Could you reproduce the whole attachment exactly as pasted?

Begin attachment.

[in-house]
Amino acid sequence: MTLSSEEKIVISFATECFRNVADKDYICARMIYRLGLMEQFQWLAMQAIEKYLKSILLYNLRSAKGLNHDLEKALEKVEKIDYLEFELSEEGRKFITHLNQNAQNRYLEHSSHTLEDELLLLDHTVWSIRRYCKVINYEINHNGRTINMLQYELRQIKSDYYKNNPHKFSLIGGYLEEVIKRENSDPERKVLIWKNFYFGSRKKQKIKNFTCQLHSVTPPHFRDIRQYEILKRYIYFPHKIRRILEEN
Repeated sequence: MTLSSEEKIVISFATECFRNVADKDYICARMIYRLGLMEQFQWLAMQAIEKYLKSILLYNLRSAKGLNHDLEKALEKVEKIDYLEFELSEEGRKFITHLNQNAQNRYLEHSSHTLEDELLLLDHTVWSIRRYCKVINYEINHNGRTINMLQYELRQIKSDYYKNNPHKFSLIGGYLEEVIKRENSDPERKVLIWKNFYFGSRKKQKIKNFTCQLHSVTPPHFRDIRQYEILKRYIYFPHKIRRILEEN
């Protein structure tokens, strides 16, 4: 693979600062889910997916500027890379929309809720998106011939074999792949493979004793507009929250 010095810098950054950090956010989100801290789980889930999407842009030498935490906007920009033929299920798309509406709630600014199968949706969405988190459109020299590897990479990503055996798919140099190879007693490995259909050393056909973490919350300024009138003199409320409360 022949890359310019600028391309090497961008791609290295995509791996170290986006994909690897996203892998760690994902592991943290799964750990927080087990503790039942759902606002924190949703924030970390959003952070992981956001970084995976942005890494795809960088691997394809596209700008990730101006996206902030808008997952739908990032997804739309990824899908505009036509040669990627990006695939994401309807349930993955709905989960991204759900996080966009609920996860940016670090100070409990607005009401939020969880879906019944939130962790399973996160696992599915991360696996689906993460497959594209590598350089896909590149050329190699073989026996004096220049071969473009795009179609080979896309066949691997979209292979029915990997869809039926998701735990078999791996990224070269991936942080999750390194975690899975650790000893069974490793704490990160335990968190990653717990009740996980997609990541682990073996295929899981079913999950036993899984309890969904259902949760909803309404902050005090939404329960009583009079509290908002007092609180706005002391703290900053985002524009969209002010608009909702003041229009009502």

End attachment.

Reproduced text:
[in-house]
Amino acid sequence: MTLSSEEKIVISFATECFRNVADKDYICARMIYRLGLMEQFQWLAMQAIEKYLKSILLYNLRSAKGLNHDLEKALEKVEKIDYLEFELSEEGRKFITHLNQNAQNRYLEHSSHTLEDELLLLDHTVWSIRRYCKVINYEINHNGRTINMLQYELRQIKSDYYKNNPHKFSLIGGYLEEVIKRENSDPERKVLIWKNFYFGSRKKQKIKNFTCQLHSVTPPHFRDIRQYEILKRYIYFPHKIRRILEEN
Repeated sequence: MTLSSEEKIVISFATECFRNVADKDYICARMIYRLGLMEQFQWLAMQAIEKYLKSILLYNLRSAKGLNHDLEKALEKVEKIDYLEFELSEEGRKFITHLNQNAQNRYLEHSSHTLEDELLLLDHTVWSIRRYCKVINYEINHNGRTINMLQYELRQIKSDYYKNNPHKFSLIGGYLEEVIKRENSDPERKVLIWKNFYFGSRKKQKIKNFTCQLHSVTPPHFRDIRQYEILKRYIYFPHKIRRILEEN
């Protein structure tokens, strides 16, 4: 693979600062889910997916500027890379929309809720998106011939074999792949493979004793507009929250 010095810098950054950090956010989100801290789980889930999407842009030498935490906007920009033929299920798309509406709630600014199968949706969405988190459109020299590897990479990503055996798919140099190879007693490995259909050393056909973490919350300024009138003199409320409360 022949890359310019600028391309090497961008791609290295995509791996170290986006994909690897996203892998760690994902592991943290799964750990927080087990503790039942759902606002924190949703924030970390959003952070992981956001970084995976942005890494795809960088691997394809596209700008990730101006996206902030808008997952739908990032997804739309990824899908505009036509040669990627990006695939994401309807349930993955709905989960991204759900996080966009609920996860940016670090100070409990607005009401939020969880879906019944939130962790399973996160696992599915991360696996689906993460497959594209590598350089896909590149050329190699073989026996004096220049071969473009795009179609080979896309066949691997979209292979029915990997869809039926998701735990078999791996990224070269991936942080999750390194975690899975650790000893069974490793704490990160335990968190990653717990009740996980997609990541682990073996295929899981079913999950036993899984309890969904259902949760909803309404902050005090939404329960009583009079509290908002007092609180706005002391703290900053985002524009969209002010608009909702003041229009009502």